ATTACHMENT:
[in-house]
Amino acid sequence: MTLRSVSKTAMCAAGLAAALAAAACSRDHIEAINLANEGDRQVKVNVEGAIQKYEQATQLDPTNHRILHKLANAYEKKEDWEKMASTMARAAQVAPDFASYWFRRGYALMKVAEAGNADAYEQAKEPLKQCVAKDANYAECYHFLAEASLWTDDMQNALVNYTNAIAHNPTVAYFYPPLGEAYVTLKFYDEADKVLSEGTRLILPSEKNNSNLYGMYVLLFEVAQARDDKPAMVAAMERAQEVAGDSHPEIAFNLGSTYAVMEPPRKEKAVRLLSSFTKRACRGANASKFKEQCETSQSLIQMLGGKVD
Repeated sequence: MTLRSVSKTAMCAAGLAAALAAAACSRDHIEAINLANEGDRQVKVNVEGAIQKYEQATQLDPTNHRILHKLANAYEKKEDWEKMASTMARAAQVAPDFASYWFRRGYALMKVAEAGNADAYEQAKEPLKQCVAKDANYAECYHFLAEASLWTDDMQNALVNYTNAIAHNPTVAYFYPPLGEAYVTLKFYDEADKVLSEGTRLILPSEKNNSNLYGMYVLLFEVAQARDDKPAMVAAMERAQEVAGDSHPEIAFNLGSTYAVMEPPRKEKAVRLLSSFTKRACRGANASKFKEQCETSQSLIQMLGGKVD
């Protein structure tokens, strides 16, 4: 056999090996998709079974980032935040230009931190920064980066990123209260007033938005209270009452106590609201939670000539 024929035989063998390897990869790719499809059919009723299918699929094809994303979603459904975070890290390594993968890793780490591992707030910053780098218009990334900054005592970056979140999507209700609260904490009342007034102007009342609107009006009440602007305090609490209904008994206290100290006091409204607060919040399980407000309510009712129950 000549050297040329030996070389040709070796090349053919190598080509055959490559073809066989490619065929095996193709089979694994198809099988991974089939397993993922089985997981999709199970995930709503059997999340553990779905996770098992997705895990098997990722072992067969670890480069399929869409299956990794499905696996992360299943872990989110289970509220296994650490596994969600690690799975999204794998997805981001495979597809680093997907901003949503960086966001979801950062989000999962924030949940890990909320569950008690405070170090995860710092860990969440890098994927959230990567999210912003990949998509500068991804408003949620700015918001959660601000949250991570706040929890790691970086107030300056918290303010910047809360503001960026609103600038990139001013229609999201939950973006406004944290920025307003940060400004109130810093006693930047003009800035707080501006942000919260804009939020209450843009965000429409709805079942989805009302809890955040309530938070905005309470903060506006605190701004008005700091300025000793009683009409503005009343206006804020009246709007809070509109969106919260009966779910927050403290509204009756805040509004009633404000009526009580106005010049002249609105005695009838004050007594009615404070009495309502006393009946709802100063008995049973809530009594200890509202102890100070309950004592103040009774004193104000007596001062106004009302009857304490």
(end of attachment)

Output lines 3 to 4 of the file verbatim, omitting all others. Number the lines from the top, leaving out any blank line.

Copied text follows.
Repeated sequence: MTLRSVSKTAMCAAGLAAALAAAACSRDHIEAINLANEGDRQVKVNVEGAIQKYEQATQLDPTNHRILHKLANAYEKKEDWEKMASTMARAAQVAPDFASYWFRRGYALMKVAEAGNADAYEQAKEPLKQCVAKDANYAECYHFLAEASLWTDDMQNALVNYTNAIAHNPTVAYFYPPLGEAYVTLKFYDEADKVLSEGTRLILPSEKNNSNLYGMYVLLFEVAQARDDKPAMVAAMERAQEVAGDSHPEIAFNLGSTYAVMEPPRKEKAVRLLSSFTKRACRGANASKFKEQCETSQSLIQMLGGKVD
């Protein structure tokens, strides 16, 4: 056999090996998709079974980032935040230009931190920064980066990123209260007033938005209270009452106590609201939670000539 024929035989063998390897990869790719499809059919009723299918699929094809994303979603459904975070890290390594993968890793780490591992707030910053780098218009990334900054005592970056979140999507209700609260904490009342007034102007009342609107009006009440602007305090609490209904008994206290100290006091409204607060919040399980407000309510009712129950 000549050297040329030996070389040709070796090349053919190598080509055959490559073809066989490619065929095996193709089979694994198809099988991974089939397993993922089985997981999709199970995930709503059997999340553990779905996770098992997705895990098997990722072992067969670890480069399929869409299956990794499905696996992360299943872990989110289970509220296994650490596994969600690690799975999204794998997805981001495979597809680093997907901003949503960086966001979801950062989000999962924030949940890990909320569950008690405070170090995860710092860990969440890098994927959230990567999210912003990949998509500068991804408003949620700015918001959660601000949250991570706040929890790691970086107030300056918290303010910047809360503001960026609103600038990139001013229609999201939950973006406004944290920025307003940060400004109130810093006693930047003009800035707080501006942000919260804009939020209450843009965000429409709805079942989805009302809890955040309530938070905005309470903060506006605190701004008005700091300025000793009683009409503005009343206006804020009246709007809070509109969106919260009966779910927050403290509204009756805040509004009633404000009526009580106005010049002249609105005695009838004050007594009615404070009495309502006393009946709802100063008995049973809530009594200890509202102890100070309950004592103040009774004193104000007596001062106004009302009857304490």